- Member for
- 4 years 2 months
More than one-quarter of births to first-time moms in Minnesota are by cesarean section, according to a report released on Tuesday. That's a troubling statistic, a health economist with the state's Department of Health said. "There is a fair amount of evidence that the increased interventions have not really had a bearing on the health of the mothers or their babies," said Stefan Gildemeister, program director for health economics.
Local authorities arrested three men Thursday after the suspects tried to get away with more than $19,000 worth of wiring and tools from a local business. At around 1:24 a.m., the Wadena Police Department responded to a report of unknown individuals in the Minnesota Valley Irrigation equipment yard off Highway 10 East in Wadena, according to a WPD press release. The release stated officers who responded to the scene saw two men and an older model pickup located in the equipment area on the west side of the business.
ST. PAUL -- Another 35,000 poor Minnesotans will get health care under a bill Gov. Mark Dayton signed Tuesday. The bill expands Medical Assistance, the state's Medicaid program. The federally funded expansion would save $129 million in the next two-year budget, supporters say. Opponents worry that the state could be left paying a big bill if the federal government does not come through with promised money. "This bill is another example of Gov. Dayton's reckless government spending and is a gimmick," Senate Minority Leader David Hann, R-Eden Prairie, said.
Dealing with a relative or friend who wants to continue to drive -- but shouldn't -- is a dilemma many people would rather not face, but more and more do. It's a sensitive issue that thrusts adult offspring into something of a parental stance when they begin to notice diminishing physical or mental capabilities that affect their parents' driving. "It's tough," said Jerry Vein, AARP regional coordinator for northeast North Dakota.
ST. PAUL -- Adding money to early childhood education and all-day kindergarten programs, as Gov. Mark Dayton suggests, is important to Minnesota's future, the state House education finance leader says. "Those two programs really pay dividends into the future," Rep. Paul Marquart, DFL-Dilworth, said Tuesday before he presented the Dayton budget proposal to his committee. Dayton's $15.5 billion two-year education budget proposal would be about $1 billion more than for two years ending June 30.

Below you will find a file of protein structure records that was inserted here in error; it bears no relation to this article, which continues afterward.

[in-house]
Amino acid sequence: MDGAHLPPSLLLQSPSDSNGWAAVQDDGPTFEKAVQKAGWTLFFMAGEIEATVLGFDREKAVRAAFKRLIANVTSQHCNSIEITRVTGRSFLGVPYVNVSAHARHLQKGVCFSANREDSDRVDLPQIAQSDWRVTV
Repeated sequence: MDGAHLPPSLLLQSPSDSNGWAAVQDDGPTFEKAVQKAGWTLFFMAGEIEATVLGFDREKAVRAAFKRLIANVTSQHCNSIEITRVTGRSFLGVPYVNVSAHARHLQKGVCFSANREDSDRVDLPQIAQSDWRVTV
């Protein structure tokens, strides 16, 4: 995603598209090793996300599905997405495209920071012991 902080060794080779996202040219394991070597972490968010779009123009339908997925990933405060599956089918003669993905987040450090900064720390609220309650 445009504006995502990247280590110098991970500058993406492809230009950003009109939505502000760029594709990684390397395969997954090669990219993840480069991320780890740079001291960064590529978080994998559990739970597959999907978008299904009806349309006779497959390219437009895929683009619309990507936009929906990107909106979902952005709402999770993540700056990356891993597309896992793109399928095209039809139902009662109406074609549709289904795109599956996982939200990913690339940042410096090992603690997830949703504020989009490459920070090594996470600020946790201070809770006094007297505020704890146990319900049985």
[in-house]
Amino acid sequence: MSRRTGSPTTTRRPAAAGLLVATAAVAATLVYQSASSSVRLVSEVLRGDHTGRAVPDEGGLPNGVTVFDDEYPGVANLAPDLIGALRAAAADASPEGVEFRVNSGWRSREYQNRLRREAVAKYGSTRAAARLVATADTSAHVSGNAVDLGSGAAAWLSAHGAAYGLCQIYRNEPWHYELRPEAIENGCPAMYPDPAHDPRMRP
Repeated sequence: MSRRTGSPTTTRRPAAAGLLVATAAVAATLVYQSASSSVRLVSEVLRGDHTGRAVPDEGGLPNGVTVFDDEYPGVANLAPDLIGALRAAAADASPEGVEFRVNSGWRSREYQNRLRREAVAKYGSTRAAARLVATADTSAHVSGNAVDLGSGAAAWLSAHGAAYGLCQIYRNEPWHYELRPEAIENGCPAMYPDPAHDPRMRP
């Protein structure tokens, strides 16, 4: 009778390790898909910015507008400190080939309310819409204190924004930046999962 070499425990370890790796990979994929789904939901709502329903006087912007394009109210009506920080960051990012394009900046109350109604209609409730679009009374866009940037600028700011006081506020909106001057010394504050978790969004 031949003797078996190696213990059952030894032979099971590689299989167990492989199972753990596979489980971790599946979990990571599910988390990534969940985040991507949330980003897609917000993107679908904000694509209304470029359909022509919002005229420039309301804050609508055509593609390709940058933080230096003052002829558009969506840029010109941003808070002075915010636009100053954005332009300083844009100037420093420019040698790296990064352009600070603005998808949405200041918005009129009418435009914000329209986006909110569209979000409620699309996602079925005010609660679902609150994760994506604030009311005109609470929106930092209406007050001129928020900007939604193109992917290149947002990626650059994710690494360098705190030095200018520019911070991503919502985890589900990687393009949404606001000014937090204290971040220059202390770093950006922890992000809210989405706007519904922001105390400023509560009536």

FARGO - A Monday gathering to celebrate the life of a late artist became the unexpected scene of more tragic news. Wayne Gudmundson, a friend of Moorhead artist Timothy Ray who passed away Feb. 10 after a battle with cancer, said family members were worried when Sean Ray didn't arrive at his father's memorial service and couldn't be reached by phone. The service went on as planned at Fargo's Peace Lutheran Church.
HAWLEY, Minn. - Firefighters dealt with frigid temperatures as they battled a barn fire that killed 12 cows this morning in rural Hawley. The Hawley, Hitterdal and Ulen volunteer fire departments responded to the blaze, which was reported about 3:30 a.m. at 11149 210th St. N. Crews had the fire under control by 5:45 a.m., WDAY-TV reported. The barn was destroyed. Six cows and six calves died in the fire. A state fire marshal is expected to arrive today to investigate the cause of the fire.
The New York Mills Regional Cultural Center's Continental Divide Folk School is offering the opportunity for a group conversation on today's many expressions of spirituality. The purpose is to bring a wide variety of faiths and perspectives comfortably together. Each member will have the chance to present and then the group as a whole will discover what can be learned through this time together. Pre-registration is necessary since the group is small.
Last summer's drought made headlines around the state. What people may not realize, however, is that as farms struggle to deal with lack of water, cattle ranches have been drying up right alongside them. Industry insiders say that because the Wadena area has poorer soil compared to other areas, a large portion of Minnesotan cattle ranching takes place in our area.
Benson Superintendent Lee Westrum has been selected to be the next superintendent for Wadena-Deer Creek District 2155. The 43-year-old was offered the position by WDC School Board Chairman Steve Techam on Saturday, after the board voted unanimously in favor of Westrum. Westrum verbally accepted the offer with the understanding it is subject to a pending contract, according to a press release issued by District 2155. Techam said the board hopes to have Westrum under contract by the first week of March.